Myeloperoxidase (MPO) is a hemoprotein involved in the leukocyte-mediated defense mechanism and uses hydrogen peroxide (H2O2) and chloride (Cl-) to produce hypochlorous acid. In human saliva and in hypochloremic alkalosis syndrome occurring in breast-fed infants, the MPO-H2O2 system functions in a lower Cl- concentration (10-70 mM) compared to plasma levels (100 mM) as part of the antibacterial defense system. The impact of low Cl- concentration and exposure to high peroxynitrite (ONOO-) synthesized from cigarette smoke or oxidative stress on MPO function is still unexplored. Rapid mixing of ONOO- and MPO caused immediate formation of a transient intermediate MPO Compound II, which then decayed to MPO-Fe(III). Double mixing of MPO with ONOO- followed by H2O2 caused immediate formation of Compound II, followed by MPO heme depletion, a process that occurred independent of ONOO- concentration. Peroxynitrite/H2O2-mediated MPO heme depletion was confirmed by HPLC analysis, and in-gel heme staining showing 60-70% less heme content compared to the control. A nonreducing denaturing SDS-PAGE showed no fragmentation or degradation of protein. Myeloperoxidase heme loss was completely prevented by preincubation of MPO with saturating amounts of Cl-. Chloride binding to the active site of MPO constrains ONOO- binding by filling the space directly above the heme moiety or by causing a protein conformational change that constricts the distal heme pocket, thus preventing ONOO- from binding to MPO heme iron. Peroxynitrite interaction with MPO may serve as a novel mechanism for modulating MPO catalytic activity, influencing the regulation of local inflammatory and infectious events in vivo.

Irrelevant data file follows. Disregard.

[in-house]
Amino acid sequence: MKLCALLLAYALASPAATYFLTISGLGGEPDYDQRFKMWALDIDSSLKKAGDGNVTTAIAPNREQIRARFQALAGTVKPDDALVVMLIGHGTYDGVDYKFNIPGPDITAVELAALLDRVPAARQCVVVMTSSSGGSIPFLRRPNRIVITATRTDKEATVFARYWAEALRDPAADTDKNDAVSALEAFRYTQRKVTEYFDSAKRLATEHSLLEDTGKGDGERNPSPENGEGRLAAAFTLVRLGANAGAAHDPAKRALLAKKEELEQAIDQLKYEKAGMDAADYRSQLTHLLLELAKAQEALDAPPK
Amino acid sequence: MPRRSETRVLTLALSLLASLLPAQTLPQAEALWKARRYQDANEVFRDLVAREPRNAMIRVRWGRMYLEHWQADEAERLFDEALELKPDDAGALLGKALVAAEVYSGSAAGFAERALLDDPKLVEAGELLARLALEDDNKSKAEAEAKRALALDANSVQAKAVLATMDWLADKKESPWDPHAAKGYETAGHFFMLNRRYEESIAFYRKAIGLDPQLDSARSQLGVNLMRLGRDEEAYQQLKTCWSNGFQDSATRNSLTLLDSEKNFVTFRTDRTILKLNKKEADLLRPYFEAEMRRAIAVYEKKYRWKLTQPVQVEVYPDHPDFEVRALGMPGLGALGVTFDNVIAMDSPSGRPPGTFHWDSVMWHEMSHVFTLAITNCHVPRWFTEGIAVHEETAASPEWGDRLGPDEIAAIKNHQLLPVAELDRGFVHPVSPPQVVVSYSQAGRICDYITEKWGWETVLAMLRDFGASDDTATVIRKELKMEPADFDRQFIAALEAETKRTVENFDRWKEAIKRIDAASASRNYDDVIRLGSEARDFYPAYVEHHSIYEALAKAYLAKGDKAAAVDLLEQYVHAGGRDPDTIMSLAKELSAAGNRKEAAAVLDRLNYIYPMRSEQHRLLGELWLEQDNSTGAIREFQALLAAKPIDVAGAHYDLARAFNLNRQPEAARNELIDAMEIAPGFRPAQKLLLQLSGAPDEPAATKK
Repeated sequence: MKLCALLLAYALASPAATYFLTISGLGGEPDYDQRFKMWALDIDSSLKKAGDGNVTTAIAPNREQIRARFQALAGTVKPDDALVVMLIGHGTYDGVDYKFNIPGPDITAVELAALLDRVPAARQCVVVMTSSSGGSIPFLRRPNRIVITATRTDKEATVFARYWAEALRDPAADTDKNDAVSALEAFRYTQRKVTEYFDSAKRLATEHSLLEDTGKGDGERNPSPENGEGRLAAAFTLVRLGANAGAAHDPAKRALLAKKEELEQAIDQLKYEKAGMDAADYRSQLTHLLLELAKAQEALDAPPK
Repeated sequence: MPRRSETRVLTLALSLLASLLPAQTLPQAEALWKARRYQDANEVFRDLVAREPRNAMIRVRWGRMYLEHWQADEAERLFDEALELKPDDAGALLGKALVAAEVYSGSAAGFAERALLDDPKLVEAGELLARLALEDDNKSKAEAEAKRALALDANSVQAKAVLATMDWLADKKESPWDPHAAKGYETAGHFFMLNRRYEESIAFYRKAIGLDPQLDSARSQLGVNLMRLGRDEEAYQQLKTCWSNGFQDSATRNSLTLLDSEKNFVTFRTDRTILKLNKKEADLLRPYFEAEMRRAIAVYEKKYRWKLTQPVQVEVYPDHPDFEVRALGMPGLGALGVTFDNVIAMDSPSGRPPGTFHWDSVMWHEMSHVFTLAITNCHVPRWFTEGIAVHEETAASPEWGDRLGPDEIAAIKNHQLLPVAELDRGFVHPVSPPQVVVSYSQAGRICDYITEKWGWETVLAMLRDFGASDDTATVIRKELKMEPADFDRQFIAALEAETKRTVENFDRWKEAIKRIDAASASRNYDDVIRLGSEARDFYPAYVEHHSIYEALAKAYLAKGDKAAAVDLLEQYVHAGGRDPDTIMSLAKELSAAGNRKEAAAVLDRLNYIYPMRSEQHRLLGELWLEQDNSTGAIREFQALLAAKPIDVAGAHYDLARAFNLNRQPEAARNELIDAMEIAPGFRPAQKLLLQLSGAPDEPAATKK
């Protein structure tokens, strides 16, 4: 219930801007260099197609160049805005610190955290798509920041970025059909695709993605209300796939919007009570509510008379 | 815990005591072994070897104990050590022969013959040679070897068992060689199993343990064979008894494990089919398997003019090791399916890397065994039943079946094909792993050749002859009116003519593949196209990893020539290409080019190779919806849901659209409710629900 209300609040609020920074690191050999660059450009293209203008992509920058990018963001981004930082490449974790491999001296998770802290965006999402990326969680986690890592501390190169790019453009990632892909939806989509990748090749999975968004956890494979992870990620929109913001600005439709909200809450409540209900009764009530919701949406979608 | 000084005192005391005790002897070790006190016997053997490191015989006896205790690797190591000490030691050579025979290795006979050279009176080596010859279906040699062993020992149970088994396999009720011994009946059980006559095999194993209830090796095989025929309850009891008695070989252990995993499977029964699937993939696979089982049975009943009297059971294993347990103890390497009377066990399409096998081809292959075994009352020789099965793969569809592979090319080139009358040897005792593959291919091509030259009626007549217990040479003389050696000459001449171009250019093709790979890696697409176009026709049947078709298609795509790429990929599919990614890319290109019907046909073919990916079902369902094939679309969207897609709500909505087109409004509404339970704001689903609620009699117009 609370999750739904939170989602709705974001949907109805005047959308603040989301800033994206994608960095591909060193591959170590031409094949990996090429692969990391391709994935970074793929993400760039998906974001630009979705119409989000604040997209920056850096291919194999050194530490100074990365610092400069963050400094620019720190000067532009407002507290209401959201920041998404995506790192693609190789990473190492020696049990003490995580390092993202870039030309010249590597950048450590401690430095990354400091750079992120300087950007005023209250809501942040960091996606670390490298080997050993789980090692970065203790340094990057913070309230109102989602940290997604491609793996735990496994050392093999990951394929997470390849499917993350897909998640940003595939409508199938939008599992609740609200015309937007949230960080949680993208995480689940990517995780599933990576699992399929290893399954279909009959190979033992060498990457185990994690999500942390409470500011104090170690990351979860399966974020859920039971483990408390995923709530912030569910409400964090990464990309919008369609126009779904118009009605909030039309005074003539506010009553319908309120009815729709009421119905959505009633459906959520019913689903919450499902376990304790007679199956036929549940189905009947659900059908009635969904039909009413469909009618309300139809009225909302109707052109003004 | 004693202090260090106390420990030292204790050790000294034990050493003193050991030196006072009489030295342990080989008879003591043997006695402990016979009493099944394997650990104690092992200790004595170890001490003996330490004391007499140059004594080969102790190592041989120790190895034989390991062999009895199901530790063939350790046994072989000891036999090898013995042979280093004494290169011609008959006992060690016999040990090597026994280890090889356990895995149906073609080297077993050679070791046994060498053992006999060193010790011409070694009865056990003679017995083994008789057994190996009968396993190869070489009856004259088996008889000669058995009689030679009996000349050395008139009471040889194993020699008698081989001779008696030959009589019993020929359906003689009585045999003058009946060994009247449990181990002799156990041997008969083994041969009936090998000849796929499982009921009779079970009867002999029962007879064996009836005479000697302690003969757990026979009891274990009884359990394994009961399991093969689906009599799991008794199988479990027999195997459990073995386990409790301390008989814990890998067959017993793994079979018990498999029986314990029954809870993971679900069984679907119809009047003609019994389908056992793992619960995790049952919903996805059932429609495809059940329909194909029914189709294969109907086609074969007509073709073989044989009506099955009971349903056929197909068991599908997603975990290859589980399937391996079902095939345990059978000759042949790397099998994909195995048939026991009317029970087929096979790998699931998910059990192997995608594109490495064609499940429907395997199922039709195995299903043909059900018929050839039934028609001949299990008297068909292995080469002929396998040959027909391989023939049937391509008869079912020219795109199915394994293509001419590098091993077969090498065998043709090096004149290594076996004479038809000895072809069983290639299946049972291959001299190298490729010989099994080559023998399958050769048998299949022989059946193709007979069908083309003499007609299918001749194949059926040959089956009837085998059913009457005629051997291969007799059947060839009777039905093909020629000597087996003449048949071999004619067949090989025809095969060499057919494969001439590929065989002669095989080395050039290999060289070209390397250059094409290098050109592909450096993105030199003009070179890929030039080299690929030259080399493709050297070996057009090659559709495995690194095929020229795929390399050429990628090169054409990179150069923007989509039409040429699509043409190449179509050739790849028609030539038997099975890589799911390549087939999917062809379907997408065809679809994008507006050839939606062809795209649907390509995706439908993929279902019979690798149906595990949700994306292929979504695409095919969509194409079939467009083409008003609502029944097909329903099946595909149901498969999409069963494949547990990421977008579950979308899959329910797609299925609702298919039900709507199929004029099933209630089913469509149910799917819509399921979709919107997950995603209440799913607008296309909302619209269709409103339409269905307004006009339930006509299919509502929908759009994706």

|Number of pages||9|
|Journal||Free Radical Biology and Medicine|
|State||Published - Aug 15 2009|
- Free radicals
- Hydrogen peroxide
- Hypohalous acid
- Mammalian peroxidase